How Paytronage Got Started with Reliable Bits

This is a case study about how two recent college graduates followed the ideal process of launching a startup (called Paytronage) and worked their way to getting acquired within just 9 months of launch.

Zach and Connor met when they took an Entrepreneurship course at Wharton at the University of Pennsylvania. As part of the course, the students were required to form a team, develop a business idea, and create a well-researched business plan.

Zach and Connor looked to their own experiences as students and those of their friends to uncover that they were both passionate about tackling the problem of student debt in the United States. They researched solutions and found themselves attracted towards the idea of Income-Share Agreements (ISAs) as a potential, better alternative to students taking on monumental amounts of debt.

They spent the entire semester researching and creating potential business plans for the idea, spoke to dozens of professors and advisors within the Wharton pedagogy. They also spoke to students about the problems they were facing with student debt and how potential alternatives would need to work. And this was the start of Paytronage.

After they graduated, they realized they were still passionate about the idea and spoke to one of their advisors who connected them to our founder here at Reliable Bits. They needed to talk to someone with heavy technical expertise and business acumen to translate their idea into a product. And they had found an ideal CTO in us. And

We had several sessions with them to understand the problems with the current student debt solutions and how their idea was substantially better at solving the need for funding education. We then designed a website and platform around their solution including actual customer flows and wireframes.

In a few weeks we had UX and UI designs that we were comfortable with as a team. Zach and Connor began showing these designs to dozens of students who might be potential users of the platform. So to find these students, the founders went back to their alma matter. They enlisted the help of a couple professors who connected them to student group organizations to help find and interview students from the larger student body.

The founders took 2-3 weeks to conduct dozens of user interviews by showing them the designs and gathering feedback. This also allowed them to shortlist the most excited potential users for beta testing the platform and having as product ambassadors when it does become ready.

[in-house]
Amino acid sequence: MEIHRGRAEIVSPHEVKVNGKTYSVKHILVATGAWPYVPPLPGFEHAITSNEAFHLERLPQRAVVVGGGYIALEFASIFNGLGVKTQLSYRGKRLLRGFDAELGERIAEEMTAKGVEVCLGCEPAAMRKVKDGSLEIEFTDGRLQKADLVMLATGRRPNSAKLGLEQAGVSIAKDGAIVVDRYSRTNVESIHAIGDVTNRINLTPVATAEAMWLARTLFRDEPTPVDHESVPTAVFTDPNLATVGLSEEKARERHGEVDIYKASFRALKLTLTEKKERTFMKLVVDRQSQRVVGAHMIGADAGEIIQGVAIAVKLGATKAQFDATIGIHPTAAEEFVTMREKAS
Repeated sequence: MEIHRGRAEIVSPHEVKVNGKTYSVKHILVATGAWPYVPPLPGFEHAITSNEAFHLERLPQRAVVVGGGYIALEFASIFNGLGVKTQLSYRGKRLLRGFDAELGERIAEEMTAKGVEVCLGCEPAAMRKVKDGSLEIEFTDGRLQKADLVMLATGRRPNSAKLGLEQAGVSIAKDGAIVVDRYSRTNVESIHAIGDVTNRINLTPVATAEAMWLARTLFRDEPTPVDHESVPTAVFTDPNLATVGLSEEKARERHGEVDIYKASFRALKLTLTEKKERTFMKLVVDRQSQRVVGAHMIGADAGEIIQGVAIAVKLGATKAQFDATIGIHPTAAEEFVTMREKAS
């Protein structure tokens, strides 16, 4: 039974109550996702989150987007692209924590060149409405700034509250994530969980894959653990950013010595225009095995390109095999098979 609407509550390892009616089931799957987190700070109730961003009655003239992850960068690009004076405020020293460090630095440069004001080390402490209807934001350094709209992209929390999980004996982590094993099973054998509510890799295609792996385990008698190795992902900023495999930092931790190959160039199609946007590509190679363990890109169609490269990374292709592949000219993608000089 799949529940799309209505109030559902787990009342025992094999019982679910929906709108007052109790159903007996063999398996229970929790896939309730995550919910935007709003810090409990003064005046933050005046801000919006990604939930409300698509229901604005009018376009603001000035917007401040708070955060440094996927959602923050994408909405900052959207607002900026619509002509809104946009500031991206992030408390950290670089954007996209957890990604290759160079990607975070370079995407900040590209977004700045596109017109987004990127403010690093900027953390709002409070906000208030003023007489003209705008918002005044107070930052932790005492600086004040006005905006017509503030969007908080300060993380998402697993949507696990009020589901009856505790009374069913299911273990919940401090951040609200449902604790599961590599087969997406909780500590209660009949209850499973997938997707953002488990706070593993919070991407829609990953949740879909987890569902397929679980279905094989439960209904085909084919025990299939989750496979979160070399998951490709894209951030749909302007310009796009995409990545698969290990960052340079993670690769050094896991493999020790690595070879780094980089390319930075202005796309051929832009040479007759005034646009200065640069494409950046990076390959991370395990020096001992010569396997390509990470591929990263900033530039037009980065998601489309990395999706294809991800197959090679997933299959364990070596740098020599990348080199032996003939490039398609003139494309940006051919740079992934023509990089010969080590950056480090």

We then updated the designs based on the feedback and started off with developing the platform.
One of the first things we built up was the main website where the founders could start posting content, articles, more info about their solution and market the site to build a list of potential users.

This was crucial and came in extremely handy when the platform was ready three months later because the team had consistently been conversing with these potential users over that time and getting them excited about the solution. These users became the early adopters of Paytronage.

While we were building the platform, the founders spent day and night creating content, creating a brand, sharing and connecting with students, and building a following of students who had faced the problems they were solving.

Zach and Connor also worked on connecting with strategic advisors, press contacts, and folks who could connect them to specific people who were interested in the philosophy of ISAs. This network would prove useful in connecting them to the company who would eventually acquire them.

The founders also set aside time each day to thoroughly test the product development updates that had been coded each day, and meticulously reported issues, bugs, and other feedback to help their development team move quicker.

Three months later, the Paytronage team held a launch event that had sold out weeks in advance and introduced the platform to an over-packed event center full of students, potential investors, advisors, and press.

Over the next few months they continued the rally online and offline at school campuses. Their steadily growing metrics caught the attention of Lumni, a global player in ISAs that was looking to get into the US market. The teams met several times to review the founders, the opportunity, their approach, and the tech. Lumni made an offer that would provide Paytronage with resources that would typically take years to establish and since they shared the same passion for alternate education financing, it made sense to join forces and do it together.

Here are the things Paytronage did right:

  • Researched the market thoroughly and made a business plan
  • Spoke to hundreds of potential users to find out what’s wrong with existing solutions and crafted their solution to be better than everything else in the market.
  • Designed their vision with a dedicated, experienced team of product and technology experts
  • Showed the designs to dozens of potential users to gather feedback and form an early list of users
  • Incorporated feedback which made most sense, set priorities for what to launch with first, and started development with an experienced team instead of spending money hiring full-time employees in-house.
  •  Because they knew their strengths, they decided to focus on marketing and growing potential users, investors, advisors, and press while the product was being developed.
  •  Launched to an already excited, vested group.
  •  Continued to use that momentum to grow userbase and cater to the needs and feedback received from their early users because they realized how crucial it is that these early users fall in love with the solution.